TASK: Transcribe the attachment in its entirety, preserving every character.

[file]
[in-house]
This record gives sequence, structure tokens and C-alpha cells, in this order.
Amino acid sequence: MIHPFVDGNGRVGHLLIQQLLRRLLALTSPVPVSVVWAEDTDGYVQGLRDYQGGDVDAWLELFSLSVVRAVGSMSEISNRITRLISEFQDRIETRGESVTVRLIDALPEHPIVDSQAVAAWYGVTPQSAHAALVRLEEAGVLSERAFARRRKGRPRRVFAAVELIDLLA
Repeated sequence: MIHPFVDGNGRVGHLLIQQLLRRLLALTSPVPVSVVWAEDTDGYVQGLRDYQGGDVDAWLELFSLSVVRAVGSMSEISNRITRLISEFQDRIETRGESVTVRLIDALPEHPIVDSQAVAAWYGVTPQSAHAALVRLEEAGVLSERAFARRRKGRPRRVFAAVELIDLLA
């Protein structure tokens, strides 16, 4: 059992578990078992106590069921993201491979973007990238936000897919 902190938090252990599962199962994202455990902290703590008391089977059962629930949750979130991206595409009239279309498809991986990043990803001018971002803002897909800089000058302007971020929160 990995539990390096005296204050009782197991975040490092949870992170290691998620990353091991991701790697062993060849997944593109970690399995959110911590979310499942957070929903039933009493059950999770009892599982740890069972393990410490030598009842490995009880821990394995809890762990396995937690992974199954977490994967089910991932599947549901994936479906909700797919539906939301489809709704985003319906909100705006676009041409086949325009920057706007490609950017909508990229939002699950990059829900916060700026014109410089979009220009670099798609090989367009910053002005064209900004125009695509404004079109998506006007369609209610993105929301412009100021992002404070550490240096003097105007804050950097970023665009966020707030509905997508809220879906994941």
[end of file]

[in-house]
This record gives sequence, structure tokens and C-alpha cells, in this order.
Amino acid sequence: MIHPFVDGNGRVGHLLIQQLLRRLLALTSPVPVSVVWAEDTDGYVQGLRDYQGGDVDAWLELFSLSVVRAVGSMSEISNRITRLISEFQDRIETRGESVTVRLIDALPEHPIVDSQAVAAWYGVTPQSAHAALVRLEEAGVLSERAFARRRKGRPRRVFAAVELIDLLA
Repeated sequence: MIHPFVDGNGRVGHLLIQQLLRRLLALTSPVPVSVVWAEDTDGYVQGLRDYQGGDVDAWLELFSLSVVRAVGSMSEISNRITRLISEFQDRIETRGESVTVRLIDALPEHPIVDSQAVAAWYGVTPQSAHAALVRLEEAGVLSERAFARRRKGRPRRVFAAVELIDLLA
């Protein structure tokens, strides 16, 4: 059992578990078992106590069921993201491979973007990238936000897919 902190938090252990599962199962994202455990902290703590008391089977059962629930949750979130991206595409009239279309498809991986990043990803001018971002803002897909800089000058302007971020929160 990995539990390096005296204050009782197991975040490092949870992170290691998620990353091991991701790697062993060849997944593109970690399995959110911590979310499942957070929903039933009493059950999770009892599982740890069972393990410490030598009842490995009880821990394995809890762990396995937690992974199954977490994967089910991932599947549901994936479906909700797919539906939301489809709704985003319906909100705006676009041409086949325009920057706007490609950017909508990229939002699950990059829900916060700026014109410089979009220009670099798609090989367009910053002005064209900004125009695509404004079109998506006007369609209610993105929301412009100021992002404070550490240096003097105007804050950097970023665009966020707030509905997508809220879906994941």